• 1974 The first asbestos is discovered in drinking water (Duluth, MN)
sdwa history1
SDWA -- History
  • 1974 EPA announced finding small amounts of 66 organic chemicals, some carcinogenic, in New Orleans drinking water
  • Dec. 1974 Congress enacted the SDWA
  • 1975 EPA confirmed that trihalomethanes are formed when chlorine is added to water containing certain organics
  • 1986 & 1996 Congress passed major amendments to the SDWA
sdwa major provisions 1974
SDWA -- Major Provisions -- 1974
  • The federal government (EPA) is to set standards for drinking water
  • States are to assure compliance with and enforce the standards
  • Water systems are responsible for the quality of water they serve (they are the regulated entities)
  • Underground sources of drinking water are to be protected from contamination from injection wells (UIC program)
sdwa major provisions 1986
SDWA -- Major Provisions -- 1986
  • Required EPA to regulate 83 contaminants by 1989 (only about 22 had been regulated so far)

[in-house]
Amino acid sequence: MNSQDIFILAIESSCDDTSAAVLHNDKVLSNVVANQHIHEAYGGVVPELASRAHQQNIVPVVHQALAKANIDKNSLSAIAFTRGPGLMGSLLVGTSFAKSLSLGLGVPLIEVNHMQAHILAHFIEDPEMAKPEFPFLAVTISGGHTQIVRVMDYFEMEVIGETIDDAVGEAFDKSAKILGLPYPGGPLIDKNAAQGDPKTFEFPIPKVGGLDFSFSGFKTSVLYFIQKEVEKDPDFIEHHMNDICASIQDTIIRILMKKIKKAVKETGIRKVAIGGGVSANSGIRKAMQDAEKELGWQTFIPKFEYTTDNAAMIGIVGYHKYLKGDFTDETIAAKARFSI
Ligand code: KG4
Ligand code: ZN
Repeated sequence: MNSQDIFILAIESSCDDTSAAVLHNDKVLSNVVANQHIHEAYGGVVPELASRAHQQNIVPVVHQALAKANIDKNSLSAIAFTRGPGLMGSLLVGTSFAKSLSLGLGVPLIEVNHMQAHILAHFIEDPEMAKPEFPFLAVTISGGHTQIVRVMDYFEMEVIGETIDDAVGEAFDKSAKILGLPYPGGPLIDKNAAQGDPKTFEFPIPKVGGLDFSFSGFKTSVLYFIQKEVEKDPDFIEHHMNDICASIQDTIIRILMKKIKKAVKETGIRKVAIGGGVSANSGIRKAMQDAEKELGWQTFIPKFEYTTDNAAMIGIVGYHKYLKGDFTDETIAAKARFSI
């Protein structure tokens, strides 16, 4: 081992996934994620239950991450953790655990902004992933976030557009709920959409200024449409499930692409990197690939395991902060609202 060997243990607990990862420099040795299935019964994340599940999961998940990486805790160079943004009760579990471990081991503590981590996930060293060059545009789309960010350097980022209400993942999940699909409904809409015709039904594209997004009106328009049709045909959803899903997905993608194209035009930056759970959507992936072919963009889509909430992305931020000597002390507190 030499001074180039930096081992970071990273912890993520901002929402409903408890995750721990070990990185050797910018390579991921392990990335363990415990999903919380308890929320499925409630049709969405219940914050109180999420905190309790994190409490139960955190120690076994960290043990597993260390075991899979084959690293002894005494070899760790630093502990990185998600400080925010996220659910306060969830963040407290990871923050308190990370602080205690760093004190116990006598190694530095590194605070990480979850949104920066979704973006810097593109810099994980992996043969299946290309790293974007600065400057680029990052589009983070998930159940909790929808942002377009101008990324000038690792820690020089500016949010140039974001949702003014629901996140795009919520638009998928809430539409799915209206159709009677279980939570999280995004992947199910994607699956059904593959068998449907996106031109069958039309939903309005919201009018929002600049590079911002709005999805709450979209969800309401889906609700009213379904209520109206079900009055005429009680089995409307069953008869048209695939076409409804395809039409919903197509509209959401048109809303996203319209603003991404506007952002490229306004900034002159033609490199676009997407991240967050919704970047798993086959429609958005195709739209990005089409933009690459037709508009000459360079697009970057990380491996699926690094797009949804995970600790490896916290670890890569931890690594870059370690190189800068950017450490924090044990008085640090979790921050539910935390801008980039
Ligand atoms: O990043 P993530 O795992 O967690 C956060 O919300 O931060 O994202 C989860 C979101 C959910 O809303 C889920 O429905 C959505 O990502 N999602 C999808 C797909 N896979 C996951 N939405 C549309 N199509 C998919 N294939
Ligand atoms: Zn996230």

• Required EPA to regulate 25 new contaminants every 3 years
  • Required EPA to set requirements for filtration and disinfection of water supplies
  • Banned the use of lead pipes and solder
  • Established the voluntary wellhead protection program
sdwa major provisions 1996
SDWA -- Major Provisions -- 1996
  • Eliminated the “25 new contaminants every 3 years” requirement
  • Required EPA to conduct cost-benefit analysis in setting standards
  • Expanded consumer information requirements
  • Increased protection of source water
  • Strengthened enforcement, including against Federal facilities
sdwa epa s rule making under the act
SDWA -- EPA’s Rule-making Under the Act
  • As required by the SDWA, EPA has promulgated regulations
    • to assure water systems serve safe water
    • to control underground injection wells